Stacks of speakers blared the bands' hits from yesteryear -- Styx's "Grand Illusion" and Bad Company's "Can't Get Enough" played at full volume and were nearly deafening for those in the media/V.I.P. area sectioned off near the front of the stage. As the band members were brought out to their respective seats on the stage, a pecking order was established: Original members, such as Bad Company vocalist Paul Rodgers and Styx guitarist Tommy Shaw, sat in the front row, and the others (including the tour's opener, 19-year-old guitarist Joe Stark) sat in the back. After introductions, various band members and promoters made a few short statements to hype the show, insisting, "It's gonna be a monster" and "It's gonna be a fun thing to be out on the road with these guys." Afterward, band members were ushered downstairs to a V.I.P. area, where there was a spread of vegetables, fruit, and cookies. Members of the media had full access to the band members; a small but enthusiastic group of middle-aged women who had driven up from Columbus huddled outside the roped-off area and jockeyed for position in an attempt to obtain autographs and take pictures.
While Styx has been touring steadily since reuniting in 1996, its lineup has shifted since then. Notably absent from this tour is original singer-keyboardist Dennis DeYoung, who has filed a federal lawsuit trying to prevent the band from performing under the name Styx; and original drummer John Panozzo, who died in 1997 of gastrointestinal hemorrhaging brought on by alcoholism. Guitarist Tommy Shaw, whose disheveled blond hair and goatee made him look like a scruffier version of comedian David Spade, acknowledged that he was aware of the DeYoung lawsuit, but said he had no idea when it would be resolved. ("If you find out, will you let me know?" he quipped.)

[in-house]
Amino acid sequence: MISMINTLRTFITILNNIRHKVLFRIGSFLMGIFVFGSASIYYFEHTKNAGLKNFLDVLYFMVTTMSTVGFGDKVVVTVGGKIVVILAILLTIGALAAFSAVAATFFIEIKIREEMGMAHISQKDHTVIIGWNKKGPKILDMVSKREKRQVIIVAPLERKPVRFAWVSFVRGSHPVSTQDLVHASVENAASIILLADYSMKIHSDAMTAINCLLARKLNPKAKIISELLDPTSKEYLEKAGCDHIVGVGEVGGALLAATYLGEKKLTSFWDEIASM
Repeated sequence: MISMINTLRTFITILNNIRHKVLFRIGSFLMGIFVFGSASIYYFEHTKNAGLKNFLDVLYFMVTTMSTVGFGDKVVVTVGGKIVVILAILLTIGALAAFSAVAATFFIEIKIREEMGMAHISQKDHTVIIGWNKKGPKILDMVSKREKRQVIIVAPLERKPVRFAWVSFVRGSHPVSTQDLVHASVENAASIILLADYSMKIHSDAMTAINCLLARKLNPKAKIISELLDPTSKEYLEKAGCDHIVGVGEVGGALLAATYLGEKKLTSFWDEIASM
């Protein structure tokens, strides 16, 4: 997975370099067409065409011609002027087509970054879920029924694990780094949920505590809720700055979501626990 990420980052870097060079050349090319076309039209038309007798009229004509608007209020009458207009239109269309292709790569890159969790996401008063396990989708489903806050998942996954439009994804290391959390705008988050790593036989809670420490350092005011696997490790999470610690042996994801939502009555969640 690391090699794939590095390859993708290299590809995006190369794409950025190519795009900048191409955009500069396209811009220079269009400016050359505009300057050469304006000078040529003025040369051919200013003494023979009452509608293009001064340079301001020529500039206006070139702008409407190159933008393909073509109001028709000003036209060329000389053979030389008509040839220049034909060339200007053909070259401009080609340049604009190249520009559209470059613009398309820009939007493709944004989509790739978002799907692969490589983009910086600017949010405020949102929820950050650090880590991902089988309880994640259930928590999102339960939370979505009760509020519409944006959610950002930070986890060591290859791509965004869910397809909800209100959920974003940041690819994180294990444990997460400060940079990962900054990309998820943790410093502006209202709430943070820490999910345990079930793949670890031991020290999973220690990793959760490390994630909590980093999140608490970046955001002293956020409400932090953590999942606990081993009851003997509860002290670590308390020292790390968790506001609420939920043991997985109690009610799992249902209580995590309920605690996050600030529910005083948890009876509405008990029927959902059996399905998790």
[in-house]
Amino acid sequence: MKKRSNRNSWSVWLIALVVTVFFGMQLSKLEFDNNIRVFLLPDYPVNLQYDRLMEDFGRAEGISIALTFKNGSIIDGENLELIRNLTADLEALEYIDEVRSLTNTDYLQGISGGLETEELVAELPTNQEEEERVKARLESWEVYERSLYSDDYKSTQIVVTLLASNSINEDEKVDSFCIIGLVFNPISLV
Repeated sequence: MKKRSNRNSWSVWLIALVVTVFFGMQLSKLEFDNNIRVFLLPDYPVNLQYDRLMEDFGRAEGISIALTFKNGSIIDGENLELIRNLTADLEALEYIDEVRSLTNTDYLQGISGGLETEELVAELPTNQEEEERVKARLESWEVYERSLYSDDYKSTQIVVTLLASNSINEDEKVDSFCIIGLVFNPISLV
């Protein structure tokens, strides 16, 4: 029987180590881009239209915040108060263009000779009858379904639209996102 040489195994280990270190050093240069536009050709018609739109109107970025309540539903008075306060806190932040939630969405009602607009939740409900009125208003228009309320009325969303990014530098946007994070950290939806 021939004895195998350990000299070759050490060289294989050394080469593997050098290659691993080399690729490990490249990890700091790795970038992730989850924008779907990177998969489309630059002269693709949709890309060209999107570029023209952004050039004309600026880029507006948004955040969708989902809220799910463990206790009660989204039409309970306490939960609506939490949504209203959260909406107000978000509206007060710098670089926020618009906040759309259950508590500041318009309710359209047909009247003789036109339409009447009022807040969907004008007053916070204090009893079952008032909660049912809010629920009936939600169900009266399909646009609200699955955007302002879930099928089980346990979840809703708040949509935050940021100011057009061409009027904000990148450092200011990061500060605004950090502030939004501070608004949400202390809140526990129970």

"Styx has had a few people in it over the years, and all of them have been important," Shaw said. "You miss the ones who aren't here. But it's kind of like a family, you know. Over a 30-year period, people come and go. You learn to embrace the ones who come into your life. They're all part of our history, and we're proud of every bit of it."
For Styx, which formed in 1970 and disbanded in 1983, creative differences between DeYoung and the rest of the members came to a head when the group released Kilroy Was Here in 1983. A theatrical concept album that spawned the single "Mr. Roboto," it could well have served as the inspiration for This Is Spinal Tap -- especially when the group went on tour wearing costumes and memorizing bits of dialogue that kept with the concept-album theme.
"Who knows?" guitarist James Young said when asked if the band would have kept going had it not released Kilroy. "It was the next thing in line to do. We didn't want to do it, but Dennis wanted to, and he was very persuasive and insistent. That was ultimately what tore the band apart. But here we are today, and as much as our old fans said 'What the fuck is this?' when 'Mr. Roboto' came out, there's a whole new group of fans who were maybe seven or eight years old, and it was the first song they heard. We have a whole new audience that learned about us as a result of that song."
Styx's comeback, ironically, has been fueled by a less-than-flattering Behind the Music special on VH1 and the fact that "Mr. Roboto" was recently used in a Volkswagen ad. Young said that the group played at the Super Bowl (its appearance didn't air) and has plans to perform at the Olympics in Salt Lake City. He's even thinking there's a chance the band will one day be inducted into the Rock Hall.
"We're having fun, and whatever comes as a by-product of that I welcome," he said with a gummy smile. "If an actor doesn't win an Academy Award, that doesn't mean that they didn't do some great work and have fun. Or weren't fulfilled. The fans here show that there's interest in what we're doing. If a group of our peers don't recognize us at some point in time, well tough shit."
Young maintained that the group has recently attracted a new cadre of young female fans. When asked if having nubile young women in the audience makes him play better, he responded by saying, "I suppose it's not a negative."
And then he lifted his eyebrows, stuck out his chest, grabbed the lapels of his black leather jacket, and flapped his arms while making a loud cackling sound, as if he were a large, overgrown rooster.
Or would that be a cock?
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